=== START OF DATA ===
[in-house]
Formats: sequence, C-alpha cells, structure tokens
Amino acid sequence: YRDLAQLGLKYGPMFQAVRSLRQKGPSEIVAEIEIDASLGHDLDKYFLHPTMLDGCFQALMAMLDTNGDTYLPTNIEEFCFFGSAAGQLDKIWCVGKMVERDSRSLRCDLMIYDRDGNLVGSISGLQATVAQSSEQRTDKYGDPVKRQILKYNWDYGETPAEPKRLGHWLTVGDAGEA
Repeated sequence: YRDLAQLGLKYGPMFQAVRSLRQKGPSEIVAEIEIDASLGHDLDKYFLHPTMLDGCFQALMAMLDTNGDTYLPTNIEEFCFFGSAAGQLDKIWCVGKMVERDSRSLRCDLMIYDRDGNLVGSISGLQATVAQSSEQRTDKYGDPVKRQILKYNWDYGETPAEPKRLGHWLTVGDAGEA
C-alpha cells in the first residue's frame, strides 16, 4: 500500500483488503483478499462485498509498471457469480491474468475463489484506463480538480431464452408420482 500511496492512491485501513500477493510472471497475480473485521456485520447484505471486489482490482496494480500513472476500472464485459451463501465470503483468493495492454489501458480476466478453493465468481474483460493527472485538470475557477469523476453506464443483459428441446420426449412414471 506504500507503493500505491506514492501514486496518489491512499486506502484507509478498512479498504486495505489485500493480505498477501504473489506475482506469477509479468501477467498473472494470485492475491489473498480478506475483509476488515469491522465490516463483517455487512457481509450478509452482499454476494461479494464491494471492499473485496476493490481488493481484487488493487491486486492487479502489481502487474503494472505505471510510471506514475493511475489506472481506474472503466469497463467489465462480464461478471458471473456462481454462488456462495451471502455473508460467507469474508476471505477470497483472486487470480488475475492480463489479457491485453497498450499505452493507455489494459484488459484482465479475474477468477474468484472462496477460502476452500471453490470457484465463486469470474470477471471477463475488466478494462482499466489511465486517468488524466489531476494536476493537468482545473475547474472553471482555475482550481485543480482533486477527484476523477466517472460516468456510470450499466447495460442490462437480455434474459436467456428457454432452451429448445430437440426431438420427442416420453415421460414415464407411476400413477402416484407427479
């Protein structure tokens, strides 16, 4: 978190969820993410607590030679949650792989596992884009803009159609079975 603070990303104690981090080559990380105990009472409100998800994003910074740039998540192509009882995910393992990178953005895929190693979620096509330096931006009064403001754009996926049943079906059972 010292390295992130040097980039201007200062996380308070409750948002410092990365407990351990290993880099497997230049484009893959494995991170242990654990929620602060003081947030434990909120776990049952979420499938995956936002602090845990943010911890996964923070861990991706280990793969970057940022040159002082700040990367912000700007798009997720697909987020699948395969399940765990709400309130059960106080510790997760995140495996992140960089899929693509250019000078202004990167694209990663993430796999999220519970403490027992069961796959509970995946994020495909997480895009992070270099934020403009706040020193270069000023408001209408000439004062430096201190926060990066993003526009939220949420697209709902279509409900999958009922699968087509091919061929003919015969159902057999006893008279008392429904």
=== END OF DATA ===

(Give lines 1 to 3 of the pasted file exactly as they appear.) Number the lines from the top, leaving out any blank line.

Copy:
[in-house]
Formats: sequence, C-alpha cells, structure tokens
Amino acid sequence: YRDLAQLGLKYGPMFQAVRSLRQKGPSEIVAEIEIDASLGHDLDKYFLHPTMLDGCFQALMAMLDTNGDTYLPTNIEEFCFFGSAAGQLDKIWCVGKMVERDSRSLRCDLMIYDRDGNLVGSISGLQATVAQSSEQRTDKYGDPVKRQILKYNWDYGETPAEPKRLGHWLTVGDAGEA